• Reliable transportation and insurance coverage is an asset;
  • Understanding and/or knowledge of the environment, conservation, stewardship sectors is a definite asset.

Opportunities

The Outreach Coordinator will be exposed to a wide variety of applied stewardship programs and partnerships. LSC will provide on-the-job training and mentorship by senior professional staff. Many elements of this internship will be advanced through training and demonstration of technical skills required, with the opportunity to advance these skills through direct application. The Outreach Coordinator will be mentored in all aspects of community relations, communications, project management and evaluation. LSC staff will work with the Outreach Coordinator on defining tasks to complete the work and measuring results. LSC staff will also provide orientation to land stewardship, stewardship programs, and organizations in Alberta and nationally with the intent to attend and participate in events, trade shows courses and conferences and workshops.

Work Environment

LSC is a small, not-for-profit, charitable organization that operates within a professional, collegial and flexible workplace environment. All employees are expected to perform their duties in a professional, respectful, cooperative and courteous manner. Employees are provided with appropriate orientation to both the organization and their job. Employees are provided with the training and resources they need to do a good job with attention to quality, safety and production. Employees are provided with remote access to all necessary files and information required to do their job. Employees are provided with continuous feedback regarding their performance, and receive coaching and assistance as required.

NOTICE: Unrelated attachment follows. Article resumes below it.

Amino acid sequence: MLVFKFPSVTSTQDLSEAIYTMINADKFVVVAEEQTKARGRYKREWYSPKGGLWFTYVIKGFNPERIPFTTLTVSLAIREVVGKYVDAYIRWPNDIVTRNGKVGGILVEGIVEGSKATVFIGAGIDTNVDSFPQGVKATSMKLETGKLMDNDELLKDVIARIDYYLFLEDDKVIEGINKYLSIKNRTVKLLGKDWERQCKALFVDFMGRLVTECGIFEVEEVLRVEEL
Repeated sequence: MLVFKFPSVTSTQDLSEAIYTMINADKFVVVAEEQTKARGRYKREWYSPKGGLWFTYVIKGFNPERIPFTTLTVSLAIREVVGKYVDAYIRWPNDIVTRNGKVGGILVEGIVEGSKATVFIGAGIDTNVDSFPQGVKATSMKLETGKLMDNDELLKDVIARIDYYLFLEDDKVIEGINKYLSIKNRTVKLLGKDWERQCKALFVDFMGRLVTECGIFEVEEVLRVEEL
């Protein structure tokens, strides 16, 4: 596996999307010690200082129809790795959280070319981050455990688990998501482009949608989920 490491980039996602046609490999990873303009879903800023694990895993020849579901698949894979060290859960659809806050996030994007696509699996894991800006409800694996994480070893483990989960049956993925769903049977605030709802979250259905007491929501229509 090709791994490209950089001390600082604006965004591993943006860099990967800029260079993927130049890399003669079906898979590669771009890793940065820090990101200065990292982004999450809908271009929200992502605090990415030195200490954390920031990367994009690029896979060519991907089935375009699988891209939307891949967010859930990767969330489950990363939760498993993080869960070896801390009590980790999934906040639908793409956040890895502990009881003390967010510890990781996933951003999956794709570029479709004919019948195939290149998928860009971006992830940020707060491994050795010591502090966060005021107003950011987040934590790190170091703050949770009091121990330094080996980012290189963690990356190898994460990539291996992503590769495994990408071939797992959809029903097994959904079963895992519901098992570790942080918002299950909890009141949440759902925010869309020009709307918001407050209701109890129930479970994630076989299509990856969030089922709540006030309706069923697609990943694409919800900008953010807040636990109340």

Please Note

The successful applicant must meet IEYC Intern Eligibility Criteria, including:

  • Be under the age of 30.
  • Have graduated from a post-secondary institution (i.e. College, University, Technical School).
  • Be a Canadian citizen or landed immigrant.